Hidden Gems: Cults, Crash Kings, Forest Swords, XYZR_KX, Here Lies Yonder

In this monthly feature, guest contributor RJ Kozain (2020k) shares with us the latest sonic finds that have made themselves at home on his playlists — treasures perhaps not easily stumbled upon.  Look for our monthly round-up of favourites on 2020k, Northern Lights and feel free to suggest your treasures on Twitter or Facebook.

Hidden Gems is an infrasound series on this blog wherein I present to you my own random musical finds that I will subjectively pack into one combined blog entry. These gem entries are presented in hopes that these songs make their way from my playlist to yours. The majority of these releases are songs that’ve been dug up by surprise, that have taken me whole, and refused to let me go. It’s in promotion of music and the joy it brings.

Any genre, any timeframe, any artist.

I encourage you to follow these artists in whichever way you find convenient. I’ve placed their profiles here through embedding the featured song. While you’re at it, follow me through my own musical endeavors over at my official website; updated fairly recently with new unearthed (and recognized) projects, as well as original material, located here.

00. “Always Etcetera” by Wet Eyes (Featuring 2020k)

Wet Eyes has become a close friend and peer. After giving him some vocal tracks of mine for some extra Auger-oriented engineering on them, he asked me if it would be okay for him to fiddle around with the layers. Of course, I’d say yes and as a result, the song “Always Etcetera” came about. Free download. Enjoy – from both of us.

01. “High Road” by Cults

“But I should’ve took the high road, now it’s such a long way back. Instead I took the low road, I figured out it’s something you can’t take back. I should’ve took the high road, now my days have all turned black, instead I took the low road, and figured out it’s something that we both lack.” 

Cults became a duo on my radar after watching their outstanding performance as an opening act for Passion Pit during their summer tour [click here for that review]. Glittered in screens projected onto the stage, including Brian Oblivion, Madeline Follin, and touring members themselves, the act powered through a quick set that covered practically the entirety of their small body of work. The two are at it again, with their follow up release entitled Static due out October 15th. “High Road” may have debuted as this piece was being written, but its continuation of the band’s nostalgic vibe on this song demonstrates a growth in the band that makes the repeat button on “High Road” being pressed like it was the lifeline to keeping this cult alive. Brilliant talent.  

02. “Mountain Man” by Crash Kings

This little doozy charted #1 on the Billboard Alternative Tracks, as well as peaked at #54 on the Canadian Hot 100. It’s catchy feel-good pop/rock from the talented Beliveau brothers and past drummer Jason Morris that strictly oozes the rays of summer glory. In fact, in the chorus, Tony Beliveau proclaims that he’s “sippin’ on some sunshine” while a female antagonist is drunk by the daytime. A quick look at the lyrics shows multiple meanings from toxic relationships, to drugs, and alternative interpretations, but regardless of it’s undertones, “Mountain Man” leaves an optimistic sucker-punch reminiscent of Jack White and Jamiroquai, while remaining astoundingly original. [Click here for 2020k’s review of the co-headlining Nico Vega/Crash Kings tour date in Pittsburgh, PA last month. Includes a bonus story called “Forever on the Y-List” about the trials and tribulations on getting into the show.]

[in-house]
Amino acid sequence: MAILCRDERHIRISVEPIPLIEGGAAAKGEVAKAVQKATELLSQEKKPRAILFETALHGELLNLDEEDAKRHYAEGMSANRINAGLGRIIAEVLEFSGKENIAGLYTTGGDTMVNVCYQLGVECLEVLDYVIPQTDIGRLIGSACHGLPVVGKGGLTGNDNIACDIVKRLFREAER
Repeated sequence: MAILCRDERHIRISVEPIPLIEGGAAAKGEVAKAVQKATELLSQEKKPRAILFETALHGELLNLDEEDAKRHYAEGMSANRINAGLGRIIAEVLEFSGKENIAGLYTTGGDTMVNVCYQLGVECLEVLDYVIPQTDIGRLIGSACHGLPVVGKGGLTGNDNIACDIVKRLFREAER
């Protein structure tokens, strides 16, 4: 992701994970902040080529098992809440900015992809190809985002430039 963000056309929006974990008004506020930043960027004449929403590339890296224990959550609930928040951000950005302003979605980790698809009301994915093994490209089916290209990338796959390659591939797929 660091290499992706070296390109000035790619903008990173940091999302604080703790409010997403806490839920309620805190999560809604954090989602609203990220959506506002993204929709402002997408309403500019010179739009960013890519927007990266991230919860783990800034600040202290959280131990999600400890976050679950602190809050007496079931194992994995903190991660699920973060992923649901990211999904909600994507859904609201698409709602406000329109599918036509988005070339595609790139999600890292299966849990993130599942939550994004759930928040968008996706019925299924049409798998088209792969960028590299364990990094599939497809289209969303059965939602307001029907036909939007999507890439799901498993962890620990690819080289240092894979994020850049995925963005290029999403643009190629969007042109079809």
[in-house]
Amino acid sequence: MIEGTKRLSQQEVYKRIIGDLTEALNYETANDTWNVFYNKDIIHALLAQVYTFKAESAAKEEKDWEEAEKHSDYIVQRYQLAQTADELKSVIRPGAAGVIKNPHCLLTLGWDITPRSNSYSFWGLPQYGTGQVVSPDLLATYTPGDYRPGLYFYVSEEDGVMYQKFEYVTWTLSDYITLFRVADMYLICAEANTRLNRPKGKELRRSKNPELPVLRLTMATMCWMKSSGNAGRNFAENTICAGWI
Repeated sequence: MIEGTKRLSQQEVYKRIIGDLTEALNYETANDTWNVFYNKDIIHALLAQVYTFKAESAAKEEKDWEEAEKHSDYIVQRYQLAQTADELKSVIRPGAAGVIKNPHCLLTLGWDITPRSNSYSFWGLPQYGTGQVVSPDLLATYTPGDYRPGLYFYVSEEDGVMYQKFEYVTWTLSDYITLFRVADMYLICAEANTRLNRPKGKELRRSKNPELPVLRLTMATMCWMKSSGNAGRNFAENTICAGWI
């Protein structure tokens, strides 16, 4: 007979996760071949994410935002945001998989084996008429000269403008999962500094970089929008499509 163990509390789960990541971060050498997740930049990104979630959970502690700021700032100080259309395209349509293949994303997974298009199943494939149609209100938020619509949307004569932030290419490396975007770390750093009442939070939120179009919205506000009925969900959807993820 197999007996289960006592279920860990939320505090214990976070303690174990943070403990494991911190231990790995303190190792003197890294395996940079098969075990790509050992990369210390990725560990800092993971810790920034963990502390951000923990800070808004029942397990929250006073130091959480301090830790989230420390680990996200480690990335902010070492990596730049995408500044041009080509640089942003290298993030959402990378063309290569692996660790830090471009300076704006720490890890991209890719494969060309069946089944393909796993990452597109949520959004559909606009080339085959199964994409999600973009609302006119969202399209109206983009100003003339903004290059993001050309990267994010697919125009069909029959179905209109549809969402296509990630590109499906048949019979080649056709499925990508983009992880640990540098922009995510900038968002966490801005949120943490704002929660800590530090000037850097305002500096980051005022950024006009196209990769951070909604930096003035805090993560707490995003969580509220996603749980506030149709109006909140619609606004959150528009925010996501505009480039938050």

03. “The Weight Of Gold” by Forest Swords

After asking my Twitter followers to recommend me anything, @tiggsSLAYCLAN recommended that I check out Warp Records signed Forest Swords. Being a fan of the label itself, a click was a no-brainer. The result is a drone filled, guitar laden track with warped (no pun intended) vocals and a neat downtempo, almost reggae vibe that recalls Thievery Corporation, if they were thrown into a distorted & feedback-effected world. The end, only drums and distorted sample sound bring in the song as a whole, giving it a completely completed conclusion (redundancy intended).

04. “Alternator” by XYZR_KX

Chicago based XYZR_KX (pronounced ‘scissor kicks’), who is made up of an individual by the name of Jon Monteverde, crafts electronic music in layers that are difficult to believe until it hits your ear drums. Electro at times, pop influenced in sound, but “Alternator” turns the ambient world on it’s head by incorporating lush layers of melodies amongst the electronic bloops. Stereo panned rhythms bring the track together and by the time the song kicks in at the minute mark, it’s clear this cross-genre artist, who’s received praise by NPR News, Giant Robot, and elsewhere, deserves the acclaim.

05. “Blackout” by Here Lies Yonder

Self-described in conversation with Here Lies Yonder member Jarrod Clark, “‘Blackout’ is kind of a proffetic song based on a collapsing world economy, but also has a spot of light in the bridge saying that its all cool because the old construct of the mind and ego is falling as well.” Based in Yonder, Texas, these six brothers pull together organic influences, earning a “gypsy blues-rock” label that’s embraced by the bunch. Apparently, if you like their Facebook page they’ll send you a free copy of their EP being released in October. Sounds like a good deal…click to like!

One thought on “Hidden Gems: Cults, Crash Kings, Forest Swords, XYZR_KX, Here Lies Yonder

  1. Pingback: Cults Announce “Static” – Due Out October 15th, 2013 & Take the Exquisite “High Road” | 2020k

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